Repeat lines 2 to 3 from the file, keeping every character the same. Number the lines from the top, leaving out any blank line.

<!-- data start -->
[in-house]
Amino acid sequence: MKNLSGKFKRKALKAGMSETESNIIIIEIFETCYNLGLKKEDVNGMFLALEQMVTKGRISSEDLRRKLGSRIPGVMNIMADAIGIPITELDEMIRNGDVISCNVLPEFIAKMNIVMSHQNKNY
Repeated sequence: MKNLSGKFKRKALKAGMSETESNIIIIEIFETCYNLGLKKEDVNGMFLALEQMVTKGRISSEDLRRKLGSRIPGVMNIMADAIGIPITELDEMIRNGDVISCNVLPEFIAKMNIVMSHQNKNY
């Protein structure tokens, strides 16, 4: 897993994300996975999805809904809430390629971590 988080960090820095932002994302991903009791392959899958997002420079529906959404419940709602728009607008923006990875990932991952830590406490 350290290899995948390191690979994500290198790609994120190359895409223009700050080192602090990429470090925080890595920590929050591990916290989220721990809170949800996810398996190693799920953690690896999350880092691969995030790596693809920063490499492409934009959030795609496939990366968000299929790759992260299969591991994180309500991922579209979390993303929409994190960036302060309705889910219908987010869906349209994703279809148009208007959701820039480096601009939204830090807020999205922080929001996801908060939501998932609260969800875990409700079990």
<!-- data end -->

Amino acid sequence: MKNLSGKFKRKALKAGMSETESNIIIIEIFETCYNLGLKKEDVNGMFLALEQMVTKGRISSEDLRRKLGSRIPGVMNIMADAIGIPITELDEMIRNGDVISCNVLPEFIAKMNIVMSHQNKNY
Repeated sequence: MKNLSGKFKRKALKAGMSETESNIIIIEIFETCYNLGLKKEDVNGMFLALEQMVTKGRISSEDLRRKLGSRIPGVMNIMADAIGIPITELDEMIRNGDVISCNVLPEFIAKMNIVMSHQNKNY